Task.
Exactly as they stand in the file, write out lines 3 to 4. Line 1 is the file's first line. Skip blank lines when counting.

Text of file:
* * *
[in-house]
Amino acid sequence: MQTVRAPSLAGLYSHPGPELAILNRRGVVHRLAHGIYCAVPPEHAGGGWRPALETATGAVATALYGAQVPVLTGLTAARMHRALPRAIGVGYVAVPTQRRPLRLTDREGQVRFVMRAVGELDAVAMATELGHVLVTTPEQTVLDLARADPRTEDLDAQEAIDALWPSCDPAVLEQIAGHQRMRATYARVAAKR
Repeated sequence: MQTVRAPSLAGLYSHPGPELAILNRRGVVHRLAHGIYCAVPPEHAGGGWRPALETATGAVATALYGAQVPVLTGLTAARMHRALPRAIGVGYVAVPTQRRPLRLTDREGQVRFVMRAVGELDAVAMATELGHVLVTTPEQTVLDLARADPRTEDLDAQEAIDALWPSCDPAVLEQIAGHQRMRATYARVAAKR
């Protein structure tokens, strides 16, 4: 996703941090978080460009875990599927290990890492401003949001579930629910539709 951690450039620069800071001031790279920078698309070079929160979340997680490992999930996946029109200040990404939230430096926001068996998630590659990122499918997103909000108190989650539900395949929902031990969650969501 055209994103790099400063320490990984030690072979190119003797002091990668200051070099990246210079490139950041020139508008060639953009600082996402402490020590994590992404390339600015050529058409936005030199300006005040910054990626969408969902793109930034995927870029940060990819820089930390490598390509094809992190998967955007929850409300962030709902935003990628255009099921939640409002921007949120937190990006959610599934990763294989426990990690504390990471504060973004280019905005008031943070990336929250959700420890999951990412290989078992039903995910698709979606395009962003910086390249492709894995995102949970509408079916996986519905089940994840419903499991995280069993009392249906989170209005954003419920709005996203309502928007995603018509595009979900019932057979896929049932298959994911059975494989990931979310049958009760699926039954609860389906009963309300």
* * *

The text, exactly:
Repeated sequence: MQTVRAPSLAGLYSHPGPELAILNRRGVVHRLAHGIYCAVPPEHAGGGWRPALETATGAVATALYGAQVPVLTGLTAARMHRALPRAIGVGYVAVPTQRRPLRLTDREGQVRFVMRAVGELDAVAMATELGHVLVTTPEQTVLDLARADPRTEDLDAQEAIDALWPSCDPAVLEQIAGHQRMRATYARVAAKR
């Protein structure tokens, strides 16, 4: 996703941090978080460009875990599927290990890492401003949001579930629910539709 951690450039620069800071001031790279920078698309070079929160979340997680490992999930996946029109200040990404939230430096926001068996998630590659990122499918997103909000108190989650539900395949929902031990969650969501 055209994103790099400063320490990984030690072979190119003797002091990668200051070099990246210079490139950041020139508008060639953009600082996402402490020590994590992404390339600015050529058409936005030199300006005040910054990626969408969902793109930034995927870029940060990819820089930390490598390509094809992190998967955007929850409300962030709902935003990628255009099921939640409002921007949120937190990006959610599934990763294989426990990690504390990471504060973004280019905005008031943070990336929250959700420890999951990412290989078992039903995910698709979606395009962003910086390249492709894995995102949970509408079916996986519905089940994840419903499991995280069993009392249906989170209005954003419920709005996203309502928007995603018509595009979900019932057979896929049932298959994911059975494989990931979310049958009760699926039954609860389906009963309300």